The National Planning and Building Committee commenced final deliberations this week over the fate of the controversial Kedem Center, a proposed archeological facility that would sit atop the Givati Parking Lot excavation site in Jerusalem’s Silwan neighborhood, adjacent to the Old City.
Located south of Dung Gate, the center would house archeological discoveries from ancient Jerusalem and serve as the planned entryway for visitors to the Jerusalem Walls National Park, which includes the City of David and Mount Zion, as well as to the Ophel and to the Hulda Gates.
Despite a petition filed against the center’s construction by a left-wing NGO, the project was approved by the Jerusalem local and regional planning and building committees and has received widespread support from scholars and public officials in a joint letter.
Signatories include Carl Steinitz, a Harvard University professor emeritus of landscape architecture and planning; Hebrew University Nobel laureate Prof. Yisrael Aumann; Amos Yadlin, director of Tel Aviv University’s Institute for National Security Studies; Shabtai Shavit, former director- general of the Mossad; former government cabinet secretary Zvi Hauser; and renowned archeologist Dr. Gabriel Barkay.
“Uncovering Jerusalem’s antiquities, preserving them, and displaying them to the general public has great value,” the letter stated. “The challenge of preserving the ancient character of Jerusalem, while developing it as a modern city in the 21st century, is no easy task....
“It is clear to us, the undersigned, that not only will the Kedem Center not damage the area in question (skyline, archeology, environment, etc.,), it will unequivocally complement and enhance it.”
Moreover, noting the many additional tourists the center would likely attract, Jerusalem Mayor Nir Barkat also expressed his support for the structure, stating it would assist him in achieving his goal of drawing 10 million visitors to the capital annually.
“The Kedem Center plays a large and important role in creating this infrastructure, given its convenient location in a central part of the national park and the ancient city, and the high quality of the site itself,” Barkat said.
However, in January of last year a consortium of prominent Israeli archeologists – joined by the leftwing NGO Emek Shaveh, a European- funded group of community activists – filed a petition to block the center, which it described as destructive and contributing to the “Judaization” of east Jerusalem.
“This decision intends to strengthen Israel’s hold on east Jerusalem and make a statement about who owns Jerusalem and its past,” the group said in a joint statement accompanying the petition.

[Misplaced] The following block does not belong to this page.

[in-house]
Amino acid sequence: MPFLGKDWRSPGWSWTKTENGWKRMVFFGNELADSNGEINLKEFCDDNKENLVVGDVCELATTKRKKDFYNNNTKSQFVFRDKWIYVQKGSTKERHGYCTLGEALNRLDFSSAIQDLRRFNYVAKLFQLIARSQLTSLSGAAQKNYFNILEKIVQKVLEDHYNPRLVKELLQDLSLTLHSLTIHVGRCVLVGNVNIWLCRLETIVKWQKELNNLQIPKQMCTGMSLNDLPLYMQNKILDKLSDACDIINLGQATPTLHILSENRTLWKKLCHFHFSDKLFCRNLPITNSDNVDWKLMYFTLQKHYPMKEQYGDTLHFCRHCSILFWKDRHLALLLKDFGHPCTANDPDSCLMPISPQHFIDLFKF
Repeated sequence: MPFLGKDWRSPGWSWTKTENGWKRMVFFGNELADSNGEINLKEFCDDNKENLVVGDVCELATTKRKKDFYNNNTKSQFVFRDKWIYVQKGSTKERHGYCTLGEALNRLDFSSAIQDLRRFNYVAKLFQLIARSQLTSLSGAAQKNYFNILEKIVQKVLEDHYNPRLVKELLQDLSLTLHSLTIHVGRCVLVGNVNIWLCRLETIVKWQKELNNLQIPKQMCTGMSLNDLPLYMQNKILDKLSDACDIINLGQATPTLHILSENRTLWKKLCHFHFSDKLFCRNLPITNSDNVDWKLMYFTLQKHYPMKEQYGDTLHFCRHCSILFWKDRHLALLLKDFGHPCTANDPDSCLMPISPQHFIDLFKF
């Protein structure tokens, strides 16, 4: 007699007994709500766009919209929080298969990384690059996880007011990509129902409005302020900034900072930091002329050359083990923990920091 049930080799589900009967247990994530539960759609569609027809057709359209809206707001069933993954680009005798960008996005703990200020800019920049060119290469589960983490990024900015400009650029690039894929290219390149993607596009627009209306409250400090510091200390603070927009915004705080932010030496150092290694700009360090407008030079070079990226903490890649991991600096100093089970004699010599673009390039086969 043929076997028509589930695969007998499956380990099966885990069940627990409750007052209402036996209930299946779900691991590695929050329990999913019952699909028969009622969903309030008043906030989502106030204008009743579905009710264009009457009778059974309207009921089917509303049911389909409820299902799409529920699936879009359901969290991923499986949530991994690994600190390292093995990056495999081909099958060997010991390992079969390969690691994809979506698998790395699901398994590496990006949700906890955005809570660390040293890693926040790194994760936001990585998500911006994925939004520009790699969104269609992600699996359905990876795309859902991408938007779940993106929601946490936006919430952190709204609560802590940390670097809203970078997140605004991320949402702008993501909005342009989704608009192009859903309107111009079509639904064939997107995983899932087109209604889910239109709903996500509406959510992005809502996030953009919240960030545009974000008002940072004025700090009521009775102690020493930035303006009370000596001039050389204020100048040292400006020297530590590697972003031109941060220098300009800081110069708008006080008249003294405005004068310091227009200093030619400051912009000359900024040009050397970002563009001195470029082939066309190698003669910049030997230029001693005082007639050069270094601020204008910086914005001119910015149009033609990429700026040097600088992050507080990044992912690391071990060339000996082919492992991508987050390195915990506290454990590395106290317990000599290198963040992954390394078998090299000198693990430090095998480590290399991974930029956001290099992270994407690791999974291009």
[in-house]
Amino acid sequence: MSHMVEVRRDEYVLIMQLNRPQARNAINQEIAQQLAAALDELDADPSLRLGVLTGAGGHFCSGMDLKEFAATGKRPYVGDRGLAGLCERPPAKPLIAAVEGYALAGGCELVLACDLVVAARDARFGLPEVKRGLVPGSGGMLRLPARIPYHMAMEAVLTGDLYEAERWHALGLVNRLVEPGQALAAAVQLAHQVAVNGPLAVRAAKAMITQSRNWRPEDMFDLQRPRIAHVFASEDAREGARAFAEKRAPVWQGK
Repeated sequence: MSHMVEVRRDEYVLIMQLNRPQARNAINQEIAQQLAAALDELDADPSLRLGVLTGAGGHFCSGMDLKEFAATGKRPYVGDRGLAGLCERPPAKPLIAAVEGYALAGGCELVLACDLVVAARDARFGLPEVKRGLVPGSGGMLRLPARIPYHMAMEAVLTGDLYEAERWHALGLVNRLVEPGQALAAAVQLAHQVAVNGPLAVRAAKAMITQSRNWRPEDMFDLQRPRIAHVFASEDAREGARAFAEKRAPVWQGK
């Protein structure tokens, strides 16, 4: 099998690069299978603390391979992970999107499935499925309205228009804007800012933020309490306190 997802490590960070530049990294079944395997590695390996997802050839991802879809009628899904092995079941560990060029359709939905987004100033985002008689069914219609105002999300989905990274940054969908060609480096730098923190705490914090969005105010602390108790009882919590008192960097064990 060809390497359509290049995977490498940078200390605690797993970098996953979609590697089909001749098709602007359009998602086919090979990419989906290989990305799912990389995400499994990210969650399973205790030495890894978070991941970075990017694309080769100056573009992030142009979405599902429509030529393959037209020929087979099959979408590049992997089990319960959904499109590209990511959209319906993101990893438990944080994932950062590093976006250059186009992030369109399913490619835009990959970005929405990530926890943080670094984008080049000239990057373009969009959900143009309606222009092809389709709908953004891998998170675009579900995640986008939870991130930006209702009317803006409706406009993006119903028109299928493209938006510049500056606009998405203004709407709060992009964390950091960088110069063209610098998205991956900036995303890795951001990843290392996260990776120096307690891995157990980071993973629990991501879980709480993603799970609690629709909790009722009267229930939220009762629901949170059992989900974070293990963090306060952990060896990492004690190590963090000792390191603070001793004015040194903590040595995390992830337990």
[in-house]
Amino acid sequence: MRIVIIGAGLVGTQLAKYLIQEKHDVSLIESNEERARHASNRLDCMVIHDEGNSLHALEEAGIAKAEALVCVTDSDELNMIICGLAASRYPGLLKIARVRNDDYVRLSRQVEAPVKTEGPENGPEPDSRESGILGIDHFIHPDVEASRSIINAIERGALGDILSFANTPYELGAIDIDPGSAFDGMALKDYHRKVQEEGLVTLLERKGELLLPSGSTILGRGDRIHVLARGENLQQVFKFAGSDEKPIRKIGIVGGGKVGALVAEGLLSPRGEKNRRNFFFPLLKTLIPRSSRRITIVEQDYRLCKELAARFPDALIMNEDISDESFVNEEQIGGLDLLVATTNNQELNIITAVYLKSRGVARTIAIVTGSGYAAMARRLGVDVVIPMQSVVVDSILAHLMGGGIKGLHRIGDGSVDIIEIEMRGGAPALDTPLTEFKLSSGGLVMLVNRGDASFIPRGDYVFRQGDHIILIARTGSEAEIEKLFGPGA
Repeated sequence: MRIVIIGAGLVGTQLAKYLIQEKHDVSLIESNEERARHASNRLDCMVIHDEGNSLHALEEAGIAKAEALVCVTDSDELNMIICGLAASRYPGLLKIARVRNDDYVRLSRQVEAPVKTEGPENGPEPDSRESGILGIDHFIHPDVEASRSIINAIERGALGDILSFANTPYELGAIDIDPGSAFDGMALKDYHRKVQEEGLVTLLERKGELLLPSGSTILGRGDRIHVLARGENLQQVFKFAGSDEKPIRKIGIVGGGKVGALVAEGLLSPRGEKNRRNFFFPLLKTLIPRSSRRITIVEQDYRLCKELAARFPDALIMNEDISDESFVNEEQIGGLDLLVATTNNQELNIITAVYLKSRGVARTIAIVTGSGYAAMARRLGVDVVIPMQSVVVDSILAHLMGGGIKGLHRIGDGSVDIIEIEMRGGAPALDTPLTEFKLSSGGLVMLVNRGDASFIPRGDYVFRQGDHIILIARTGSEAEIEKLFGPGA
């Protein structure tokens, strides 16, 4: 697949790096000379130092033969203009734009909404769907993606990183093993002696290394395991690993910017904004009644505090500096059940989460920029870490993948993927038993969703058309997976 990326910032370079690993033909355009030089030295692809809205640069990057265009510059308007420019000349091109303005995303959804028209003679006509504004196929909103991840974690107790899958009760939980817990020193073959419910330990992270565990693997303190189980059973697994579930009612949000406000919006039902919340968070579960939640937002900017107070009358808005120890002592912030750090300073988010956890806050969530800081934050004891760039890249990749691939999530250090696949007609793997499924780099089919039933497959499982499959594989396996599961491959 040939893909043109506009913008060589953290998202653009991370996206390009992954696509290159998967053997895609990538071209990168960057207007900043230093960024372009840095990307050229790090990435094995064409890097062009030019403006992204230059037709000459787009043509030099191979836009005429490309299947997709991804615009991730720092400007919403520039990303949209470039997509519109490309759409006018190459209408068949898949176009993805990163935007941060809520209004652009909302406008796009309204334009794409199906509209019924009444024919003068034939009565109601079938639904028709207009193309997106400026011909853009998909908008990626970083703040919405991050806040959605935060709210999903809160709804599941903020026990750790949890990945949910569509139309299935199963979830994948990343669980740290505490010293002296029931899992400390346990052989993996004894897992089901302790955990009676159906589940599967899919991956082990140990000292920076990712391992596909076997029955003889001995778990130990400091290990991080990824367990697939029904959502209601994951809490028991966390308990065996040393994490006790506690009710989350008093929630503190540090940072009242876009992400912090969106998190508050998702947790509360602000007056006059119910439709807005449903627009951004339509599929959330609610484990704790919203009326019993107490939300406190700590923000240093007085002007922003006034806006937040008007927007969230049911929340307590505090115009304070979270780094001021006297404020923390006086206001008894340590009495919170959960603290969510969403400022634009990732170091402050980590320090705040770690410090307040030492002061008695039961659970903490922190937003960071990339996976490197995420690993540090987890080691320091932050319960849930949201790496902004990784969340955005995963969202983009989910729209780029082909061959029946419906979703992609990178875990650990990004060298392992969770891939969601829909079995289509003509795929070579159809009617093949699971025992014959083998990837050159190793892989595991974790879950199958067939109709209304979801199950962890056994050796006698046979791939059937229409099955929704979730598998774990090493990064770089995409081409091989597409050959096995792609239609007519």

“In addition to its political aspect, the building will alter the landscape of the Old City and its walls, and is unprecedented in the damage it will cause to an archeological tel.”
Archeologists from universities across the country, including professors Ze’ev Herzog, Gideon Ferster, Raphael Greenberg, Rina Talgam, Haim Goldfus, Yuval Yekutieli and Judith Green all signed the petition denouncing the project.
In it, the archeologists argue that construction of the compound would “damage Jerusalem’s role as a world heritage site and the preservation activities planned for the area.”
It also claimed that the building would harm Silwan’s residents.
The petition added that the construction plan contravenes previous decisions by the District Planning Commission by not presenting an appropriate preservation plan.
“It is impossible to construct a complex of this size without damaging archeological remains related to Jerusalem’s Old City,” the statement said.
“Had the plan been aimed at protecting the archeological strata, there would have been no need for a massive building atop the Givati Parking Lot, opposite the Old City walls.”
Additionally, the group argued that the Antiquities Authority, which is entrusted with protecting and preserving archeological remains, failed to present a plan explaining how construction at the site would preserve them.
“It is clear that various aspects of the plan – such as the building’s foundations, the parking area, etc., will damage the remains which are visible, as well as those yet uncovered,” it stated.
Finally, the petition claimed the project would set a dangerous precedent by permitting other construction initiatives around the Old City walls, damaging the archeological remains which “make such an important contribution to the landscape and to the area’s unique character.”
The building plans for the Kedem Center were developed by architect Arie Rahamimoff, the former chairman of UNESCO in Israel.
Plans for the center were submitted by the Israel Nature and Parks Authority, together with the Ir David Foundation (Elad), in close coordination with the Jerusalem Municipality and Antiquities Authority.